Public comments may also be submitted online at http://www.psc.state.wv.us by clicking on “submit a comment” in the left column and following the directions provided.

 

Mid-Ohio Valley Co-op Seeks Installer

Earlier today the OH SUN and WV SUN issued a request for proposals (RFP) from local installers on behalf of the Mid-Ohio Valley Solar Co-op. Currently the group has 20 members in both Ohio and West Virginia, eager to move forward in the solar process.Mid-Ohio Valley Climate Action, WVU Parkersburg Ecohawks, the Wood County League of Women Voters , Ohio Interfaith Power and Light, and Friends of Lower Muskingum River are all co-sponsors of the co-op and are helping make this effort a success.

Local installers interested in serving the group can download the RFP here and the response template here. Mid-Ohio Valley and greater Parkersburg area residents interested in joining the co-op can sign up at the co-op web page.

Joining the co-op is not a commitment to purchase panels. Co-op members will select a single company to complete all of the installations. They will then have the option to purchase panels individually based on the installer’s group rate. By going solar as a group and choosing a single installer, participants can save up to 20% off the cost of their system.

How distributed solar energy benefits all consumers

Residential solar is often referred to as a ‘distributed’ energy source. This is because the sources of the electricity generation are distributed across the electric grid. This contrasts with ‘centralized’ energy sources like coal, nuclear, or gas power plants. All of these energy sources provide electricity to the grid, but distributed energy sources provide unique additional benefits to consumers that centralized sources do not.

Solar panels produce electricity during the day. During these same daytime hours, higher overall electricity demand forces utilities to meet their customers’ energy needs with more expensively produced electricity. This in turn raises electricity prices for everyone. The addition of solar to the grid helps lower everyone’s cost of electricity by lowering energy demand from solar users while simultaneously adding daytime electric capacity to meet non-solar users’ needs.

Solar generation produces electricity at or near the site of demand. So, unlike electricity produced at large, centrally-located plants, distributed solar energy does not require expensive new investments in transmission or distribution lines. Producing electricity closer to demand is also more efficient. It is estimated that roughly 6% of electricity produced in this country is lost due to transmission.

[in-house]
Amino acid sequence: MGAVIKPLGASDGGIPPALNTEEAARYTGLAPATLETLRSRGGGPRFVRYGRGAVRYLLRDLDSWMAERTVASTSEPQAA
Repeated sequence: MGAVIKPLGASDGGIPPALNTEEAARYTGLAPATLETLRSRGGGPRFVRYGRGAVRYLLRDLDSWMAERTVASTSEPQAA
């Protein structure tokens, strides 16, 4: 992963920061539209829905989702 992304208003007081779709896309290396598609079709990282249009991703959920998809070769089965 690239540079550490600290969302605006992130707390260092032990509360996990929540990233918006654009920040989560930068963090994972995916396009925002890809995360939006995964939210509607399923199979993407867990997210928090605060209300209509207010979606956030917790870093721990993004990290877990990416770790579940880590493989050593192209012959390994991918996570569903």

Solar energy won’t continue its impressive growth if solar customers are denied from receiving a fair price for the electricity they generate. Nationwide, there are more than 260,000 workers in the solar industry. This figure is a 25% increase over the previous year. Most solar employment is in jobs, like installation, that can’t be outsourced. The growth of distributed solar energy resources leads to more good local jobs for West Virginia workers.

Lastly, distributed energy sources like solar enable everyday consumers to take ownership of where their electricity comes from. As West Virginians discuss how we’ll power the state moving forward, these added benefits of solar are critical points to keep in mind.

Huntington Solar Co-op selects Solar Holler to serve group

The Huntington Solar Co-op has selected Solar Holler to install solar panels for the 27-member group. Co-op members selected Solar Holler through a competitive bidding process over four other firms. The group will hold its final public information session on Thursday, June 15, 5:30 p.m., at Create Huntington’s monthly Chat ‘n’ Chew meeting in the lobby of the Frederick Building, 940 4th Avenue, Huntington, WV 25701 to educate the community about solar and the co-op process.

The co-op is open to new members until August 19. Huntington residents interested in joining the co-op can sign up at www.wvsun.org/huntington. Joining the co-op is not a commitment to purchase panels. Solar Holler will provide each co-op member with an individualized proposal based on the group rate. By going solar as a group and choosing a single installer, participants can saves up to 20% off the cost of their system.

Information session details

Thursday, June 15
5:30 p.m.
Lobby of the Frederick Building
940 4th Avenue
Huntington WV 25701

Charleston residents forming solar co-op to go solar together, get a discount